All that said, if you have some basic experience with Python, you can get passed the poor style of writing, and learn plenty. It does cover a lot, and it does provide the reader with valuable experience of typing in code and seeing what it does. But this should be your 2nd or 3rd book if you are trying to build a solid foundation before moving onto more advanced books like Mr.Lutz Python Programming
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0 of 1 people found the following review helpful
5.0 out of 5 stars If you want to learn Python. Read this book. 9 Feb 2012
This is the book to read to learn Python.
Easy read, cover to cover, teaches you everything you need to know and more.
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Most Helpful Customer Reviews on Amazon.com (beta)
Amazon.com: 4.0 out of 5 stars  49 reviews
41 of 47 people found the following review helpful
1.0 out of 5 stars Terrible Book for Python 16 Jan 2009
By John Malis - Published on Amazon.com
I was sorely disappointed by this book. I normally love O'Reilly books and was very glad to see that they had make a beginners book for Python; but this book is just terrible. Like others have said, its very very wordy, repeating even the most simplistic concept 5 different times but discussing the more complicated parts with esoteric examples - which is what is accounting for the majority of this book's pages.

Though I have now become a pretty decent Python programmer, this book had absolutely nothing to do with it. Instead I would highly recommend Beginning Python: From Novice to Professional, Second Edition (Beginning from Novice to Professional) which is a fantastic book for learning and great for reference.
16 of 17 people found the following review helpful
2.0 out of 5 stars Is this really from O'Reilly? 5 Jan 2009
By Daniel D. Lohin - Published on Amazon.com
Format:Paperback|Verified Purchase
This is the first O'Reilly book that I will say that I regret purchasing. Coming from Perl and now trying to see what the hype with Python is about. I know Java as well as C++, so I understand OO and all it is supposed to do.

So far I am on page 200 and I still can't do a darn thing with the language. Instead the author chooses to spend pages explaining how python handles objects in memory (not sure how I supposed to understand what an object is if I never did another language). It is now page 200, I have no idea how to do loops, no idea how to accept input or even how to print a string. This book is terrible. My learning Perl book is only 200 pages long and packed with useful information. This book just goes into detail about the language and how it operates internally. That would be fine towards the end of the book, but as it stands this is the only O'Reilly book I can't recommend.
7 of 7 people found the following review helpful
3.0 out of 5 stars Wordy 31 Dec 2008
By Kelly D. Painter - Published on Amazon.com
Format:Paperback|Verified Purchase
This book should be called "Learning Python for people who have never programmed before". The author states in the preface that no assumptions have been made about the reader's programming background. I think that this is why this book is so wordy.

Amazon's opening statement: "The authors of Learning Python show you enough essentials of the Python scripting language to enable you to begin solving problems right away..." Well, not right away. You have to read half the book first. The book delves into the details of data object types before even talking about basic programming features such as for/while loops (pg. 248). This book is an obvious outcropping of the author's classes on Python. I would think that the author's approach would be fine in a classroom setting, but this hand-holding approach in print is laborious.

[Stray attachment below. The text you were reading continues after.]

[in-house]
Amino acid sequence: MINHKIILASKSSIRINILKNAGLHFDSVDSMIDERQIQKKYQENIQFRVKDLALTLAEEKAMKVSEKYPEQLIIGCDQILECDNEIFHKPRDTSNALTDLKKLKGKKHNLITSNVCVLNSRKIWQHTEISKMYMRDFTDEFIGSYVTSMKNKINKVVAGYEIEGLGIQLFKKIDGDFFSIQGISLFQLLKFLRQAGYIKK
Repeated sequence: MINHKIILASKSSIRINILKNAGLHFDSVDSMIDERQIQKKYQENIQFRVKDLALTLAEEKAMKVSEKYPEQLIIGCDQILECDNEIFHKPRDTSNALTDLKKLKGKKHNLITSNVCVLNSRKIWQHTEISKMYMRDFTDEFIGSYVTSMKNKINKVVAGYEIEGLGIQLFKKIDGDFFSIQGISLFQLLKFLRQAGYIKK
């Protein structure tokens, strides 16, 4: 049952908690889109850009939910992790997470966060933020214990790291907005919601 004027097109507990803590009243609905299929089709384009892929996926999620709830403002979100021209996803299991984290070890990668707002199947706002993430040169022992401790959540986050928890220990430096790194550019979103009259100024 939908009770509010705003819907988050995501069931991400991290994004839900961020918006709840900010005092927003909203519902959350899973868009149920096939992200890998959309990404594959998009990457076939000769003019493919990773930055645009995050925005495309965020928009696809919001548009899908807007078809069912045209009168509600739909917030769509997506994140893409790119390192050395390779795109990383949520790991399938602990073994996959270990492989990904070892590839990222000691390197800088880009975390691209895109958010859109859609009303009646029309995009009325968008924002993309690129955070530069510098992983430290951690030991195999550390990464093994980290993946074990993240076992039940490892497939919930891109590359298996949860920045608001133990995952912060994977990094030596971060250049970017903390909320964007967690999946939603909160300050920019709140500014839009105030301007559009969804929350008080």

The book also has altogether too many references to later chapters. I got tired of reading "X will be covered later in chapter Y". If you aren't going to talk about it now, don't waste the reader's time talking about how you are not going to talk about it now.

That said, I found the information in the book to be useful.

I just received "Programming in Python 3" by Mark Summerfield. This book takes the approach I wish that "Learning Python" had.
9 of 10 people found the following review helpful
3.0 out of 5 stars Good reference, not good for learning 24 Aug 2009
By Francisco J. Rodriguez - Published on Amazon.com
If you are not a programmer by trade and are looking to learn python, wait to buy this book. It certainly provides thorough information, but it is really, really dry. Personally, I prefer a book that teaches you through exercises and examples where one lesson builds on the concepts of the last. This book does that, but to a boring degree.

I read through 80% of the book and didn't feel like I learned python because I hadn't put it into practice. I later bought the "Python Programming for the absolute beginner" book by Michael Dawson. This book gets right to the point and lets you learn by doing.
9 of 10 people found the following review helpful
3.0 out of 5 stars If books were measured by weight... 27 Oct 2008
By S. Taylor - Published on Amazon.com
I just spent a few days going through this book and learned a lot. I've been working with PHP for years, but never did much complicated code. I studied Java about 8 years ago also and learned a lot about OOP from that. But never did any programming in Java. So it was all concept, no experience.

My reason for reading this book was to start using Python with Django. I wanted to learn Python first so I would understand the framework better.

This book covers in excruciating detail many of the finer qualities of just about everything you can imagine being in the language. I'm sure it doesn't cover everything the language can do. But somehow it spends 600 plus pages going over details that I wouldn't expect to find even if I was reading a 300 page book called "What I was thinking when I wrote this particular function on July 3rd 1991"

If something can be explained by 2 lines of example code and a three sentence paragraph about what's going on, the author does that -after 2 pages of explanation of how this code you are about to see might be a little like C, but it's a little different too, and how what you are going to learn is really powerful, and how some students might notice that the code is similar in structure to the code that you will see on page 400 later in the book.

If you think my review is way too verbose, read the book.

I give it 3 stars because it was in fact clear and well communicated information. It was just often hard to keep reading past all the unnecessary words to get to the useful content.